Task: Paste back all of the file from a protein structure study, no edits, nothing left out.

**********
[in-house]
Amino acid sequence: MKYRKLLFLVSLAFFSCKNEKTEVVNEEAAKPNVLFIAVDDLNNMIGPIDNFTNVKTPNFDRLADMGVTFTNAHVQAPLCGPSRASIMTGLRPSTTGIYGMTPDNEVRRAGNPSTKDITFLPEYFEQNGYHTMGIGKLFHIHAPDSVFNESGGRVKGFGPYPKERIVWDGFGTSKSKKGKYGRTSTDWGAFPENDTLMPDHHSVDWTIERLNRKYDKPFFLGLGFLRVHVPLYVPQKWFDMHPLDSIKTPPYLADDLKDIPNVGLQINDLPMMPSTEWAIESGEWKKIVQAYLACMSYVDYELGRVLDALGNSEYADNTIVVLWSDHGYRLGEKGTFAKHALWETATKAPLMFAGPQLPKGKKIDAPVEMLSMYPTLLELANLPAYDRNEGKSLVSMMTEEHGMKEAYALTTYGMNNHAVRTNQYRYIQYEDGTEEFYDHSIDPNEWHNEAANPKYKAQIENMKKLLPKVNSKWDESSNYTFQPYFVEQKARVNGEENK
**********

[in-house]
Amino acid sequence: MKYRKLLFLVSLAFFSCKNEKTEVVNEEAAKPNVLFIAVDDLNNMIGPIDNFTNVKTPNFDRLADMGVTFTNAHVQAPLCGPSRASIMTGLRPSTTGIYGMTPDNEVRRAGNPSTKDITFLPEYFEQNGYHTMGIGKLFHIHAPDSVFNESGGRVKGFGPYPKERIVWDGFGTSKSKKGKYGRTSTDWGAFPENDTLMPDHHSVDWTIERLNRKYDKPFFLGLGFLRVHVPLYVPQKWFDMHPLDSIKTPPYLADDLKDIPNVGLQINDLPMMPSTEWAIESGEWKKIVQAYLACMSYVDYELGRVLDALGNSEYADNTIVVLWSDHGYRLGEKGTFAKHALWETATKAPLMFAGPQLPKGKKIDAPVEMLSMYPTLLELANLPAYDRNEGKSLVSMMTEEHGMKEAYALTTYGMNNHAVRTNQYRYIQYEDGTEEFYDHSIDPNEWHNEAANPKYKAQIENMKKLLPKVNSKWDESSNYTFQPYFVEQKARVNGEENK